It would be convenient, surely. But we don't have total information about the world, and we shouldn't pretend we do. You're walking down the sidewalk. Some guy has possession of a purse. But does he have ownership of it? Or, his ownership of the purse lawful or unlawful (right,wrong,etc)? But he has possession of it. Now, some lady comes along and tries to take it away from him. She swats him with a, uh, tennis shoe, gets the purse, and runs off. Is her possession lawful or unlawful? You don't know. At least not yet (and you might never get the whole story). So, in this context, you don't know who is right or who is wrong. But you can say who possesses the purse and who asserts ownership over it. Maybe the guy runs after her and continues to assert his ownership. Whether either is rightful or wrongful, we'll find out much later...

This has nothing to do with the definition of the word, though, just when the word should be applied to a specific situation. When we have or believe we have complete information, we can begin applying the proper words to the situation.
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rossby

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Re: Cockfighting
« Reply #33 on: January 07, 2009, 05:00:36 pm »


Blah blah blah.


Yak yak yak.


Blah blah blah.

I'm enjoying the conversation, but I noticed this is still in the "Cockfighting" thread. Aaaand, it's moving far, far away from FSP material. SO, I'm going to bow out. I'm sure we'll finish it some other time :)
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J’raxis 270145

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Re: Cockfighting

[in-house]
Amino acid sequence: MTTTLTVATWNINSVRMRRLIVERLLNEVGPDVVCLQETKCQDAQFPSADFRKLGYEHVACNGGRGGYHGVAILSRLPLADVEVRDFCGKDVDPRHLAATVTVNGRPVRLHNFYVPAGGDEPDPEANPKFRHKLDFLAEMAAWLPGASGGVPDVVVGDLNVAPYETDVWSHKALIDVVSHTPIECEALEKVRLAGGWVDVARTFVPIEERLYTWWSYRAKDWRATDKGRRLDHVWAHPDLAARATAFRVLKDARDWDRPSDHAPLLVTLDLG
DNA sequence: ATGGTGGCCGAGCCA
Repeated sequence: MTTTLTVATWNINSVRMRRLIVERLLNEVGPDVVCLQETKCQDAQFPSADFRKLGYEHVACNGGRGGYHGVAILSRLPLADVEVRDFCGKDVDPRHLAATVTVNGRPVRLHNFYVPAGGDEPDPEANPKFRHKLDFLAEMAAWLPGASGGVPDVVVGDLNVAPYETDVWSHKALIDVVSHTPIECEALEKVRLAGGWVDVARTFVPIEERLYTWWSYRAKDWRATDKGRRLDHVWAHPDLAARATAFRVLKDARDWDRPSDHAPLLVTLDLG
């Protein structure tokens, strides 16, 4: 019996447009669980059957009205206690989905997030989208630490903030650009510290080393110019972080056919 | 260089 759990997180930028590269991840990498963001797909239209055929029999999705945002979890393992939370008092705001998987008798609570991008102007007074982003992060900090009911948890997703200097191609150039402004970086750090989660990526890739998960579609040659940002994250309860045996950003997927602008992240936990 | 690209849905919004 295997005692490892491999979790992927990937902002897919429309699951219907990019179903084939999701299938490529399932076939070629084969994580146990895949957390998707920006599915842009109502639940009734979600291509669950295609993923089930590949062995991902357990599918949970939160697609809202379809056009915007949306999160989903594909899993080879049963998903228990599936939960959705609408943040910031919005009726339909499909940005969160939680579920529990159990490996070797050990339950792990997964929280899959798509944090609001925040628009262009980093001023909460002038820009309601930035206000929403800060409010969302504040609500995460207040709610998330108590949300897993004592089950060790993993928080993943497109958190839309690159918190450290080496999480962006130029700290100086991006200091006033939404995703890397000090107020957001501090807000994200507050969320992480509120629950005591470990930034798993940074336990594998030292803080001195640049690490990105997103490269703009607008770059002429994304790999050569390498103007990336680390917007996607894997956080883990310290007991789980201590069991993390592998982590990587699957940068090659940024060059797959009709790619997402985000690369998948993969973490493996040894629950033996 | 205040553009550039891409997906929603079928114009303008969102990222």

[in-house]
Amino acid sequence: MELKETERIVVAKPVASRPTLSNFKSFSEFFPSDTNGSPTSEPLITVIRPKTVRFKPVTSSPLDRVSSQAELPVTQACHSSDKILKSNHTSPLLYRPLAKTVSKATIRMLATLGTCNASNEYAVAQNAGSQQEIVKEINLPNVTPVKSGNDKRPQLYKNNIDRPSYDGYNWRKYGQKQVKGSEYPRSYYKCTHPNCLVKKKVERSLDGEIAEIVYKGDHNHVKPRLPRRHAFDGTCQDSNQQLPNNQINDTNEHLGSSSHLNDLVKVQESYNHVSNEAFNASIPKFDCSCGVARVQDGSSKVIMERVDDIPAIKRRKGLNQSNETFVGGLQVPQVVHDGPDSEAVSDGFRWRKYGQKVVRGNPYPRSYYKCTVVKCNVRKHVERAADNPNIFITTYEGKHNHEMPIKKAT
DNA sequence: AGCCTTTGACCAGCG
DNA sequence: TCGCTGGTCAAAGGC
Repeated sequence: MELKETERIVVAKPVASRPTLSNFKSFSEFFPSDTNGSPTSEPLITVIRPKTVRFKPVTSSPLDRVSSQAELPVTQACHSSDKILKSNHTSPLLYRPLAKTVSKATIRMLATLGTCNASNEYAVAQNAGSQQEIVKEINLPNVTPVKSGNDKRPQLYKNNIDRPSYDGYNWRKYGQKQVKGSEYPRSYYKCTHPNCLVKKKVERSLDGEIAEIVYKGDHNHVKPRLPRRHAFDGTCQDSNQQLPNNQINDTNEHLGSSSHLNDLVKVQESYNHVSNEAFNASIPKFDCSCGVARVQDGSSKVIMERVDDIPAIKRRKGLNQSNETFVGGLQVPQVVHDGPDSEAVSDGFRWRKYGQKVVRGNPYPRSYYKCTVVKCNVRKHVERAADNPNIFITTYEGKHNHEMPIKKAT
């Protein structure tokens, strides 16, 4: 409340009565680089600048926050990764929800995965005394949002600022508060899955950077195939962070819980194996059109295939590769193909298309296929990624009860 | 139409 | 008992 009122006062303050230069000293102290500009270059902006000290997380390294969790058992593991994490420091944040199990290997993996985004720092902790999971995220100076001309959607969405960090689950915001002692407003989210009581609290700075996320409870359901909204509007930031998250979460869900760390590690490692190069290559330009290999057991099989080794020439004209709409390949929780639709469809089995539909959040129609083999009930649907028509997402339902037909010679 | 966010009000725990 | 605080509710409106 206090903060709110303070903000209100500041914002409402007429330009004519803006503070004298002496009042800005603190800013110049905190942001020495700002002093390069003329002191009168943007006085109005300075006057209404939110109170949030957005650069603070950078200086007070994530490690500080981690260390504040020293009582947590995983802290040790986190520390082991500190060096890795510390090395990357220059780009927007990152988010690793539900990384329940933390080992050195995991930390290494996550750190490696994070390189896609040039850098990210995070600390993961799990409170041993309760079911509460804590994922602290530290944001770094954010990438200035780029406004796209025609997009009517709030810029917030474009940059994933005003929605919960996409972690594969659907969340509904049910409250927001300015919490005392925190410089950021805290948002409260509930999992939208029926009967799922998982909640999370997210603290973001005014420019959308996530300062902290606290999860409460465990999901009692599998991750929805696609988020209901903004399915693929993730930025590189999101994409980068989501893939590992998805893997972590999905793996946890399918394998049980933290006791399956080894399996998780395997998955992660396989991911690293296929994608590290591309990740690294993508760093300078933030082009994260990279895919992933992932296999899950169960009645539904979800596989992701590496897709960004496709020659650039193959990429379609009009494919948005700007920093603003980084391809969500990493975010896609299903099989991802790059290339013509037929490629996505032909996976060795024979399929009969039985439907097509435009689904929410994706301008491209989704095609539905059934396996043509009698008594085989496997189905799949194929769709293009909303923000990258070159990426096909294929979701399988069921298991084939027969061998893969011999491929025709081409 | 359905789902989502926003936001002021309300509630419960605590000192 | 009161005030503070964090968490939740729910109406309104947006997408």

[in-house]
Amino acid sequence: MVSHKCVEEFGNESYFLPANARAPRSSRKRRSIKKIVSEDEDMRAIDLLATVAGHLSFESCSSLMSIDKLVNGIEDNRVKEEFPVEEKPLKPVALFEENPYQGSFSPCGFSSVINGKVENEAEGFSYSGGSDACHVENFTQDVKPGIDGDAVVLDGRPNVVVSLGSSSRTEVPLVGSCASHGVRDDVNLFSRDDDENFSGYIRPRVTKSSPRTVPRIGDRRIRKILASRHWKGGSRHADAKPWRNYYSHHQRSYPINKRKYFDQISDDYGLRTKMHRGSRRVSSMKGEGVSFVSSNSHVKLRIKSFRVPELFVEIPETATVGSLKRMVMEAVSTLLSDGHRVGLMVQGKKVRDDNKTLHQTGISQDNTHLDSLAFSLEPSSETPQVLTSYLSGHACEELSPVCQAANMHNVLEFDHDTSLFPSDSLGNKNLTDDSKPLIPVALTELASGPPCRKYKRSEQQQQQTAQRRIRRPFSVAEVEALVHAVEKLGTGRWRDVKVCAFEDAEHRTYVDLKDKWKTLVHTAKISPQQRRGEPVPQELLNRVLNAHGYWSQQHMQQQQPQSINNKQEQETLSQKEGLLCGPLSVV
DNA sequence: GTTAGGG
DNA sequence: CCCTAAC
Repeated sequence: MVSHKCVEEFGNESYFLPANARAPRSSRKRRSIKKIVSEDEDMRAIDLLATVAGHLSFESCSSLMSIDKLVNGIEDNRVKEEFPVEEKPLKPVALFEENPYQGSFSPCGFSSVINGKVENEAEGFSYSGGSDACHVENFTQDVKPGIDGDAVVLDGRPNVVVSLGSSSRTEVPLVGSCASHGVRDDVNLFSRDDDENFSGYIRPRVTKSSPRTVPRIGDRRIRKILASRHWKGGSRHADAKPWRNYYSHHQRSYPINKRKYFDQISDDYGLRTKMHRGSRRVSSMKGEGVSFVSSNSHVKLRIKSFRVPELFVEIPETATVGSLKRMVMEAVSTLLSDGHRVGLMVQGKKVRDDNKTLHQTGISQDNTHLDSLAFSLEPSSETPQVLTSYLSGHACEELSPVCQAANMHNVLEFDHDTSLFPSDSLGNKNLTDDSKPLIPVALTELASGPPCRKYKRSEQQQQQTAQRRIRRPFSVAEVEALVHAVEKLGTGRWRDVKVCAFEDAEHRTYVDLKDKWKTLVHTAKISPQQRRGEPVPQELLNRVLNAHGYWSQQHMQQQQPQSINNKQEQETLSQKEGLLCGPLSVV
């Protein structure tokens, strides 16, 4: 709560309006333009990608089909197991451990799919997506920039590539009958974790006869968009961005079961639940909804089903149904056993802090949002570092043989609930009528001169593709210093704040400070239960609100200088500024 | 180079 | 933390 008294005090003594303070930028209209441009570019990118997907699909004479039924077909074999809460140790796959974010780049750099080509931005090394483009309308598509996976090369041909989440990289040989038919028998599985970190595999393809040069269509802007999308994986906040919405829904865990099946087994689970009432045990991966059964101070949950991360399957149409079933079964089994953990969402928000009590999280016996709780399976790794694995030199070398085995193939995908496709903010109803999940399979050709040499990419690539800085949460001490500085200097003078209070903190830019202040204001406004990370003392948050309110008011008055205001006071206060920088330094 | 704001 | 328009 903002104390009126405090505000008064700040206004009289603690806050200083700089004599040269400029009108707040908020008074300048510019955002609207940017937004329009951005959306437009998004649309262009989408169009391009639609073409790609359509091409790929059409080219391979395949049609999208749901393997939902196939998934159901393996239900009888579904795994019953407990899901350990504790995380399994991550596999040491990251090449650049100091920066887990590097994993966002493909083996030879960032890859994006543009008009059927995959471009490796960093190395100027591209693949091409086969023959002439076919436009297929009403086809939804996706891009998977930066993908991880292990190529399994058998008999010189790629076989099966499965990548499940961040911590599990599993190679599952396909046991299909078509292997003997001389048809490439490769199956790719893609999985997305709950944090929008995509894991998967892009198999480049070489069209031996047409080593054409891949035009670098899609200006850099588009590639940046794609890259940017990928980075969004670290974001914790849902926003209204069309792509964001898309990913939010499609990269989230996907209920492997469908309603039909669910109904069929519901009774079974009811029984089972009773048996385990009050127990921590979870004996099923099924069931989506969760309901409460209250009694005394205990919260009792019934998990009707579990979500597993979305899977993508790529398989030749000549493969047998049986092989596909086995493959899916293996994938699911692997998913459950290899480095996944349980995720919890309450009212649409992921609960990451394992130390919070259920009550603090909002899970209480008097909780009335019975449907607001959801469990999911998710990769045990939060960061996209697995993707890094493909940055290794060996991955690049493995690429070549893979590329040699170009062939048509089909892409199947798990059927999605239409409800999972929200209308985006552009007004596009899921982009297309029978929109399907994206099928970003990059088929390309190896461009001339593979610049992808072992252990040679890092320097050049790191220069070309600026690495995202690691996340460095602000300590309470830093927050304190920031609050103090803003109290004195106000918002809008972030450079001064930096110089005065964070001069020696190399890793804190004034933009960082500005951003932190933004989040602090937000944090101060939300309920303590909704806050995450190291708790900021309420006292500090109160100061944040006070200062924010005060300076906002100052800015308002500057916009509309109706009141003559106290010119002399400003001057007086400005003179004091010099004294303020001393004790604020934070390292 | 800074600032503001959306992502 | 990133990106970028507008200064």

« Reply #34 on: January 07, 2009, 08:54:11 pm »


Blah blah blah.


Yak yak yak.


Blah blah blah.

I'm enjoying the conversation, but I noticed this is still in the "Cockfighting" thread. Aaaand, it's moving far, far away from FSP material. SO, I'm going to bow out. I'm sure we'll finish it some other time :)

One of the moderators can split it off.

Although, “cockfighting” is an amusingly àpropos title for so many libertarian debates… ;D
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rossby

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Re: Cockfighting
« Reply #35 on: January 07, 2009, 09:29:43 pm »

Although, “cockfighting” is an amusingly àpropos title for so many libertarian debates… ;D

That totally hit me about 10 minutes after the last point...
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stefyblueyes

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Re: Cockfighting
« Reply #36 on: December 11, 2009, 01:34:03 am »

From a medical standpoint, cockfighting can spread avian flu to humans when the cock owner must suck blood out the wounded bird's throat. Therefore, there would be some precedent to ban it for the "public good".
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Dreepa

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Re: Cockfighting
« Reply #37 on: December 11, 2009, 08:19:47 am »

From a medical standpoint, cockfighting can spread avian flu to humans when the cock owner must suck blood out the wounded bird's throat. Therefore, there would be some precedent to ban it for the "public good".

how often do Cock owners suck the blood out of the wounded bird' throat?
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stefyblueyes

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Re: Cockfighting
« Reply #38 on: December 11, 2009, 10:58:03 am »

From what I've been told when the lungs are punctured or the throat becomes too engorged.
And about eating gamecock... I think that falls under the category of why you should not eat racehorse meat: steroids and stimulants. (Unless you're into that sort of thing.)